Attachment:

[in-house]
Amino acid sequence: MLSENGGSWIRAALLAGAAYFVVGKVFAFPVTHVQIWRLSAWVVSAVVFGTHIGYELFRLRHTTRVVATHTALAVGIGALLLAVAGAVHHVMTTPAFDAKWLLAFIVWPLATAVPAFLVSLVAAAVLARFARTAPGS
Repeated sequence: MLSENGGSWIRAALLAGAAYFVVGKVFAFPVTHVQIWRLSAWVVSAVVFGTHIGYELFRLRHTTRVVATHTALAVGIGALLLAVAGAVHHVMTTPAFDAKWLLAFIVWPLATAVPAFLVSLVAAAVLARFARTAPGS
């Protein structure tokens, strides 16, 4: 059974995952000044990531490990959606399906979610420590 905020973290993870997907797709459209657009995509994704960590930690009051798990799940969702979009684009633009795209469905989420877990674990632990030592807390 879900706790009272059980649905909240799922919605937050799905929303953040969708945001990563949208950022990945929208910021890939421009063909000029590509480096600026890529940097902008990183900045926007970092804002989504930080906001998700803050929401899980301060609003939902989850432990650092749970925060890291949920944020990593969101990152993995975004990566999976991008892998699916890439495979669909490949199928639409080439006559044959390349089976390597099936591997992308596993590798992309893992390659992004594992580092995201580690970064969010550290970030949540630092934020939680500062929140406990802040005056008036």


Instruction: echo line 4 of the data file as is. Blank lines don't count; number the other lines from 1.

């Protein structure tokens, strides 16, 4: 059974995952000044990531490990959606399906979610420590 905020973290993870997907797709459209657009995509994704960590930690009051798990799940969702979009684009633009795209469905989420877990674990632990030592807390 879900706790009272059980649905909240799922919605937050799905929303953040969708945001990563949208950022990945929208910021890939421009063909000029590509480096600026890529940097902008990183900045926007970092804002989504930080906001998700803050929401899980301060609003939902989850432990650092749970925060890291949920944020990593969101990152993995975004990566999976991008892998699916890439495979669909490949199928639409080439006559044959390349089976390597099936591997992308596993590798992309893992390659992004594992580092995201580690970064969010550290970030949540630092934020939680500062929140406990802040005056008036």